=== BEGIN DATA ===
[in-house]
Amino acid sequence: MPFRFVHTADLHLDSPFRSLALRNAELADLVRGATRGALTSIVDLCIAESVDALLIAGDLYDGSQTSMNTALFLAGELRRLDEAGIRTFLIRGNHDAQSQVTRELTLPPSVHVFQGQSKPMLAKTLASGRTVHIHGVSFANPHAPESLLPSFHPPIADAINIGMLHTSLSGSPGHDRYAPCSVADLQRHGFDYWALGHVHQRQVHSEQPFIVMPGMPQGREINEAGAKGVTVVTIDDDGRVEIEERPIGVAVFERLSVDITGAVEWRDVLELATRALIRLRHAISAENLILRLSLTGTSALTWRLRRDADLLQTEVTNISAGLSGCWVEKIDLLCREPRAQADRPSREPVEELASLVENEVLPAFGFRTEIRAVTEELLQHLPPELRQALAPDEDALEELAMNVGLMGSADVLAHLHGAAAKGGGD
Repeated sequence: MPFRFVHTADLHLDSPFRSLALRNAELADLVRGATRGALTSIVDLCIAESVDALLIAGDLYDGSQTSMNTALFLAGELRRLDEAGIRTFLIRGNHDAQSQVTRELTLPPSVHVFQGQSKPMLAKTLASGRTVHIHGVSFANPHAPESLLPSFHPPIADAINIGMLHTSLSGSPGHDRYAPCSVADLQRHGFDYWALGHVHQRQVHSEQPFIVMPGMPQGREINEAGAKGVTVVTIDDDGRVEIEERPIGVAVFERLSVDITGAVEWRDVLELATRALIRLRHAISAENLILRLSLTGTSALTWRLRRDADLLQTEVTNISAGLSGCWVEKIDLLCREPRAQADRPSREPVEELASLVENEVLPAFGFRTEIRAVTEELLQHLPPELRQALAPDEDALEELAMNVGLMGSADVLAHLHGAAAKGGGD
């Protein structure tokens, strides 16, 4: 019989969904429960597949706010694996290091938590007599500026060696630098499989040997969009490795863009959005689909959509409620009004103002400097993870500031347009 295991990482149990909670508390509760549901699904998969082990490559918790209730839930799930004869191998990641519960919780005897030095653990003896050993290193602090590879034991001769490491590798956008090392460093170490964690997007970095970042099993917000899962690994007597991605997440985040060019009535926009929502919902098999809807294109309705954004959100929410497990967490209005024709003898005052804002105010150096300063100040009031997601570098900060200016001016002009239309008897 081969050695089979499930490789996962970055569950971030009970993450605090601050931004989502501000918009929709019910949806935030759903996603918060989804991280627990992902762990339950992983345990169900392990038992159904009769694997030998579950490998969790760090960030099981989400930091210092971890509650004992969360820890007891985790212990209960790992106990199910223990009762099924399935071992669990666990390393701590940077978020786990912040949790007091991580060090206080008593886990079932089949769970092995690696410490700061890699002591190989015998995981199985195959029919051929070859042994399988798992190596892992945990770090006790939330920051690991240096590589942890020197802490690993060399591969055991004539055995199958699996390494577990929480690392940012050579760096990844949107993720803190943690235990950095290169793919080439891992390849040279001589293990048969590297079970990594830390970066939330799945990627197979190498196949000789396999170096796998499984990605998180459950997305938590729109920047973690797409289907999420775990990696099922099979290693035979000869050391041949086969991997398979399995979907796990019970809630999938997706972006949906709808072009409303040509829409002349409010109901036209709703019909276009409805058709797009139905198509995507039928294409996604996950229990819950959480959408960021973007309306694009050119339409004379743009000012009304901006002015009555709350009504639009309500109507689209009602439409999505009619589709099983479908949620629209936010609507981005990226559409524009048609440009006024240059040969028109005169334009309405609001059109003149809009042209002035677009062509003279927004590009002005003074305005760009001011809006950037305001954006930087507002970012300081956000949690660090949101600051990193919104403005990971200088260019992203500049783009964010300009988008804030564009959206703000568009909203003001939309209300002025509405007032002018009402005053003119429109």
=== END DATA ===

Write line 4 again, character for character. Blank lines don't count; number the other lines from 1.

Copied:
């Protein structure tokens, strides 16, 4: 019989969904429960597949706010694996290091938590007599500026060696630098499989040997969009490795863009959005689909959509409620009004103002400097993870500031347009 295991990482149990909670508390509760549901699904998969082990490559918790209730839930799930004869191998990641519960919780005897030095653990003896050993290193602090590879034991001769490491590798956008090392460093170490964690997007970095970042099993917000899962690994007597991605997440985040060019009535926009929502919902098999809807294109309705954004959100929410497990967490209005024709003898005052804002105010150096300063100040009031997601570098900060200016001016002009239309008897 081969050695089979499930490789996962970055569950971030009970993450605090601050931004989502501000918009929709019910949806935030759903996603918060989804991280627990992902762990339950992983345990169900392990038992159904009769694997030998579950490998969790760090960030099981989400930091210092971890509650004992969360820890007891985790212990209960790992106990199910223990009762099924399935071992669990666990390393701590940077978020786990912040949790007091991580060090206080008593886990079932089949769970092995690696410490700061890699002591190989015998995981199985195959029919051929070859042994399988798992190596892992945990770090006790939330920051690991240096590589942890020197802490690993060399591969055991004539055995199958699996390494577990929480690392940012050579760096990844949107993720803190943690235990950095290169793919080439891992390849040279001589293990048969590297079970990594830390970066939330799945990627197979190498196949000789396999170096796998499984990605998180459950997305938590729109920047973690797409289907999420775990990696099922099979290693035979000869050391041949086969991997398979399995979907796990019970809630999938997706972006949906709808072009409303040509829409002349409010109901036209709703019909276009409805058709797009139905198509995507039928294409996604996950229990819950959480959408960021973007309306694009050119339409004379743009000012009304901006002015009555709350009504639009309500109507689209009602439409999505009619589709099983479908949620629209936010609507981005990226559409524009048609440009006024240059040969028109005169334009309405609001059109003149809009042209002035677009062509003279927004590009002005003074305005760009001011809006950037305001954006930087507002970012300081956000949690660090949101600051990193919104403005990971200088260019992203500049783009964010300009988008804030564009959206703000568009909203003001939309209300002025509405007032002018009402005053003119429109």